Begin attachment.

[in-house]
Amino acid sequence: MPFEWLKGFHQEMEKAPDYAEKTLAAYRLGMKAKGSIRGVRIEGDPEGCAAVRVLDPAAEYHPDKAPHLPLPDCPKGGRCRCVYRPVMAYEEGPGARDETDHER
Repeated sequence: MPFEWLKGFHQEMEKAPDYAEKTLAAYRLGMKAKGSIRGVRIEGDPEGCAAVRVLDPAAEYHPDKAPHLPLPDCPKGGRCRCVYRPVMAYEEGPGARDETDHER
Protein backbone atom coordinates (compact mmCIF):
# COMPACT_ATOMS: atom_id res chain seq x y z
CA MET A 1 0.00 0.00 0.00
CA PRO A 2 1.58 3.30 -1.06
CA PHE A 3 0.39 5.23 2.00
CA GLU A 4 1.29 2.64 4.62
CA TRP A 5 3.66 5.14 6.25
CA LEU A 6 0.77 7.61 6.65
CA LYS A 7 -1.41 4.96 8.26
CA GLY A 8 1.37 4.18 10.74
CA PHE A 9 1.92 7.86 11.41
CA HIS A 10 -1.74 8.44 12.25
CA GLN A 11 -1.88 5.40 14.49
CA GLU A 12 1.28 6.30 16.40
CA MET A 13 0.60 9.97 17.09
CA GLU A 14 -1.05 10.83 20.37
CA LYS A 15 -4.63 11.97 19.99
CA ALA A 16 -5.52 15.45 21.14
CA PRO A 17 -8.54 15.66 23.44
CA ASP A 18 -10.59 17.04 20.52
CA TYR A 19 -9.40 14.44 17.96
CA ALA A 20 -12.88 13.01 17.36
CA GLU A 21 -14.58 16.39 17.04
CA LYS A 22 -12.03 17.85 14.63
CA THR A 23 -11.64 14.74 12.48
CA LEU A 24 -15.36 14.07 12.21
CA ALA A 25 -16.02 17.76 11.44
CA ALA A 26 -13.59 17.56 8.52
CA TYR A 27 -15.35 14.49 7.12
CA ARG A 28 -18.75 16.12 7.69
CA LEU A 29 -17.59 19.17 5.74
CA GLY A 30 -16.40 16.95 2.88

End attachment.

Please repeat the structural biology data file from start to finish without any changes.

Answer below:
[in-house]
Amino acid sequence: MPFEWLKGFHQEMEKAPDYAEKTLAAYRLGMKAKGSIRGVRIEGDPEGCAAVRVLDPAAEYHPDKAPHLPLPDCPKGGRCRCVYRPVMAYEEGPGARDETDHER
Repeated sequence: MPFEWLKGFHQEMEKAPDYAEKTLAAYRLGMKAKGSIRGVRIEGDPEGCAAVRVLDPAAEYHPDKAPHLPLPDCPKGGRCRCVYRPVMAYEEGPGARDETDHER
Protein backbone atom coordinates (compact mmCIF):
# COMPACT_ATOMS: atom_id res chain seq x y z
CA MET A 1 0.00 0.00 0.00
CA PRO A 2 1.58 3.30 -1.06
CA PHE A 3 0.39 5.23 2.00
CA GLU A 4 1.29 2.64 4.62
CA TRP A 5 3.66 5.14 6.25
CA LEU A 6 0.77 7.61 6.65
CA LYS A 7 -1.41 4.96 8.26
CA GLY A 8 1.37 4.18 10.74
CA PHE A 9 1.92 7.86 11.41
CA HIS A 10 -1.74 8.44 12.25
CA GLN A 11 -1.88 5.40 14.49
CA GLU A 12 1.28 6.30 16.40
CA MET A 13 0.60 9.97 17.09
CA GLU A 14 -1.05 10.83 20.37
CA LYS A 15 -4.63 11.97 19.99
CA ALA A 16 -5.52 15.45 21.14
CA PRO A 17 -8.54 15.66 23.44
CA ASP A 18 -10.59 17.04 20.52
CA TYR A 19 -9.40 14.44 17.96
CA ALA A 20 -12.88 13.01 17.36
CA GLU A 21 -14.58 16.39 17.04
CA LYS A 22 -12.03 17.85 14.63
CA THR A 23 -11.64 14.74 12.48
CA LEU A 24 -15.36 14.07 12.21
CA ALA A 25 -16.02 17.76 11.44
CA ALA A 26 -13.59 17.56 8.52
CA TYR A 27 -15.35 14.49 7.12
CA ARG A 28 -18.75 16.12 7.69
CA LEU A 29 -17.59 19.17 5.74
CA GLY A 30 -16.40 16.95 2.88